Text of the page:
Time for a new test on hos­pi­tals’ tax ex­emp­tions

Modern Healthcare - - COMMENT - By Bruce McPher­son Bruce McPher­son is pres­i­dent and CEO of the Al­liance for Ad­vanc­ing Non­profit Health Care, Wash­ing­ton.

As of last year, not-for-profit hos­pi­tals are re­quired un­der the Pa­tient Pro­tec­tion and Af­ford­able Care Act to meet new tax-ex­emp­tion reporting re­quire­ments on their poli­cies and prac­tices in four ar­eas: com­mu­nity health needs as­sess­ment; pa­tient fi­nan­cial as­sis­tance; billing and col­lec­tions; and emer­gency-care pric­ing.

Un­for­tu­nately, this is the wrong way for tax-ex­empt hos­pi­tals to demon­strate their per­for­mance in pro­vid­ing spe­cial ben­e­fits to their com­mu­ni­ties.

First, these four ar­eas are far from the only im­por­tant com­mu­nity-ben­e­fit con­sid­er­a­tions for a hospi­tal’s board and man­age­ment. Other crit­i­cal is­sues in­clude defin­ing the roles of the board and CEO in plan­ning, bud­get­ing, im­ple­ment­ing, eval­u­at­ing and reporting on com­mu­nity-ben­e­fit pro­grams and ac­tiv­i­ties; de­ter­min­ing the qual­i­fi­ca­tions and or­ga­ni­za­tional place­ment of one per­son re­spon­si­ble for day-to­day co­or­di­na­tion of com­mu­nity-ben­e­fit pro­grams across the or­ga­ni­za­tion; and in­cor­po­rat­ing com­mu­nity-ben­e­fit ob­jec­tives into ex­ec­u­tive in­cen­tive pay ar­range­ments—just to name a few.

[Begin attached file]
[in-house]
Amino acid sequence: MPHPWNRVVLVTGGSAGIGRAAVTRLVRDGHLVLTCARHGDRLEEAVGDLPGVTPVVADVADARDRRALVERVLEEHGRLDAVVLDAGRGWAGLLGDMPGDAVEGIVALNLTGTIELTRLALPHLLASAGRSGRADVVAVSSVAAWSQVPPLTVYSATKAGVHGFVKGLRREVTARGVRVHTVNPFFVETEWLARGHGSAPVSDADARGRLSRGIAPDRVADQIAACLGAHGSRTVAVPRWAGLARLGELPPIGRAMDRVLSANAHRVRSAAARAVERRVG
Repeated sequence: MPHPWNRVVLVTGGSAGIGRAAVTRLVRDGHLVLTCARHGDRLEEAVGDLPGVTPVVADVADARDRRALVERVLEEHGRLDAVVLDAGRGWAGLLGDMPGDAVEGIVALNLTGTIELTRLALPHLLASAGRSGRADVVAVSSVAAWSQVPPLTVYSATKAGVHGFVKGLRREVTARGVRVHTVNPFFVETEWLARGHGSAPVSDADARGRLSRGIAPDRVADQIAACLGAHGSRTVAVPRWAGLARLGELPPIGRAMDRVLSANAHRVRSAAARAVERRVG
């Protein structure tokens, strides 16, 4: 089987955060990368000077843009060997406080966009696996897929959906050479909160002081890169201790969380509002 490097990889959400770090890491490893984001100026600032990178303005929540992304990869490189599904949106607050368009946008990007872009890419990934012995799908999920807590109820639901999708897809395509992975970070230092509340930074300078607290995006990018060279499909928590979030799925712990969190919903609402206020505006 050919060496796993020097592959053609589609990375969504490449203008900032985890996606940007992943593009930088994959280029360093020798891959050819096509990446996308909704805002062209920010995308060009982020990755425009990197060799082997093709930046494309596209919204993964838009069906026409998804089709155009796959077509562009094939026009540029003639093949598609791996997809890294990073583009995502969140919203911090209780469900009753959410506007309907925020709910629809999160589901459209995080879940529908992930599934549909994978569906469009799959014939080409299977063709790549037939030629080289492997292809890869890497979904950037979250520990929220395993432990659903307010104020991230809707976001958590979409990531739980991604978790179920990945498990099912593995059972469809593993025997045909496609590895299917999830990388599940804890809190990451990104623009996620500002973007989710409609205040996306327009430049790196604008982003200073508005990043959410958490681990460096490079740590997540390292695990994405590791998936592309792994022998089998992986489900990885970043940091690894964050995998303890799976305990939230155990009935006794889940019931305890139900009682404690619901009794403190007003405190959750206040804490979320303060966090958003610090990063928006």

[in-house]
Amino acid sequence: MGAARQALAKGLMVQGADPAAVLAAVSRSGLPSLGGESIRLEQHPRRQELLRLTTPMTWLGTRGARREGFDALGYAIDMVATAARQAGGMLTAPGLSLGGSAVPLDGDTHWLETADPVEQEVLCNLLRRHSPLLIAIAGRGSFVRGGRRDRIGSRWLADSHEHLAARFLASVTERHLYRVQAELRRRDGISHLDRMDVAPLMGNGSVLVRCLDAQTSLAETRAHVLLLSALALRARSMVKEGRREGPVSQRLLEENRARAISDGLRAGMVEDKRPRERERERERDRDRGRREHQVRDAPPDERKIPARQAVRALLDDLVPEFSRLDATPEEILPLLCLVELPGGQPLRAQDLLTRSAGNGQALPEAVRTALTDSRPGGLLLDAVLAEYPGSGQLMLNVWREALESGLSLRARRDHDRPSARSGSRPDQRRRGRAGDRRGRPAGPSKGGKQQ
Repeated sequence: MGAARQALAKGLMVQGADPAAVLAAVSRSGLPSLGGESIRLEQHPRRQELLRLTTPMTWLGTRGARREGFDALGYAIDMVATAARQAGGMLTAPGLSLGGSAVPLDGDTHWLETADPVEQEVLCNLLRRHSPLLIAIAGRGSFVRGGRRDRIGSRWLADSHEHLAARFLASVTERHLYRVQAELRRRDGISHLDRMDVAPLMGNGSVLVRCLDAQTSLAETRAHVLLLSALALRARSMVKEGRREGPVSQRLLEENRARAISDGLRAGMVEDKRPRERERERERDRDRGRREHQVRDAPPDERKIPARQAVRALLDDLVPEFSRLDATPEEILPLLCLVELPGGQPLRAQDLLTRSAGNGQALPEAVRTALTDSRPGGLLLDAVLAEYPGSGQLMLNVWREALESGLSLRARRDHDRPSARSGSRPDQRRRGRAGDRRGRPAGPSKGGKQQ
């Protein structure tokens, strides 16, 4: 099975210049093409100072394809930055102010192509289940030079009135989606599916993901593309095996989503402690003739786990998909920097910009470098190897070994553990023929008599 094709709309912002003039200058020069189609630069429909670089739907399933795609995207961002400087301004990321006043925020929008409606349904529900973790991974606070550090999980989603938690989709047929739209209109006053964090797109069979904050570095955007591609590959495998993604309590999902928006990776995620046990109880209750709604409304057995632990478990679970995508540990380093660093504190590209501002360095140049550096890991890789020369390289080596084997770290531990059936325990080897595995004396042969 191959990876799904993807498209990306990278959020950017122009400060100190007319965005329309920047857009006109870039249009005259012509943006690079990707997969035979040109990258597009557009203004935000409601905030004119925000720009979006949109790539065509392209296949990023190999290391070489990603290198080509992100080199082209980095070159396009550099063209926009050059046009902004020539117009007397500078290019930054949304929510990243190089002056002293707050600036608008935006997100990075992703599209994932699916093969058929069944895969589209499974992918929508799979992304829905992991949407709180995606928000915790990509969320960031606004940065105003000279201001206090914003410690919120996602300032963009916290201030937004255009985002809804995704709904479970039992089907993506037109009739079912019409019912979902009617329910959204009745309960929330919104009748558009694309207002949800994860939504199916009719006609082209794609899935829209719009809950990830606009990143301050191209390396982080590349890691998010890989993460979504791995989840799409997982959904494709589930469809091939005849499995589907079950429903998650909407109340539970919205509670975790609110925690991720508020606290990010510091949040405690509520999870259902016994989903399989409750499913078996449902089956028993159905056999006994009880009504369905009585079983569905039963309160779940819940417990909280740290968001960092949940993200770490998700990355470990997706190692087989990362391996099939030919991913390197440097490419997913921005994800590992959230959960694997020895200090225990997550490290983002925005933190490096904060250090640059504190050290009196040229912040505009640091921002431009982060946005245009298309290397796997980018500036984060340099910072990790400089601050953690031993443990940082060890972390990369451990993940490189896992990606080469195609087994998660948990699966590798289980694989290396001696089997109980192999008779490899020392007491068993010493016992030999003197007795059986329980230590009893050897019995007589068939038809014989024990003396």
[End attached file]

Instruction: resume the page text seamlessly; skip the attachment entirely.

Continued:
Sec­ond, and more im­por­tant, the cur­rent reporting re­quire­ments rep­re­sent a form of mi­cro­man­age­ment by the federal govern­ment, fo­cus­ing on process rather than re­sults. They fail to ad­dress the fun­da­men­tal pub­lic pol­icy ques­tion: Is each not-for-profit hospi­tal do­ing enough to jus­tify its tax ex­emp­tion?

In June 2013, the New Eng­land Jour­nal of Medicine re­ported on a study that be­gins to ad­dress this ques­tion. The data were de­rived from the In­ter­nal Rev­enue Ser­vice Form 990s for tax year 2009 from 1,800 of the 2,900 not-for­profit hos­pi­tals in the U.S. (The other 1,100 not-for-profit hos­pi­tals were part of sys­tems not re­quired to re­port their in­di­vid­ual fa­cil­ity in­for­ma­tion). While the study found that the hos­pi­tals on aver­age de­voted 7.5% of their to­tal op­er­at­ing ex­penses to com­mu­nity ben­e­fits (ex­clud­ing bad debt and any Medi­care pay­ment short­falls), on the high end, hos­pi­tals av­er­aged 20% of to­tal op­er­at­ing ex­penses, and the low­est av­er­aged only 1%. These vari­a­tions can be ex­plained only in part by dif­fer­ences in these hos­pi­tals’ earn­ings, as de­ter­mined in a more re­cent study con­ducted by the same pri­mary re­searchers.

Rather than ig­nor­ing these un­ex­plained vari­a­tions, Congress and not­for-profit hospi­tal lead­ers should work to­gether to es­tab­lish a fair and sim­ple fi­nan­cial test com­par­ing each hospi­tal’s com­mu­nity-ben­e­fit in­vest­ments to the es­ti­mated value of its federal in­come tax ex­emp­tion. Such an ap­proach would take into con­sid­er­a­tion each or­ga­ni­za­tion’s fi­nan­cial sta­tus while get­ting at the right pub­lic pol­icy ques­tion.

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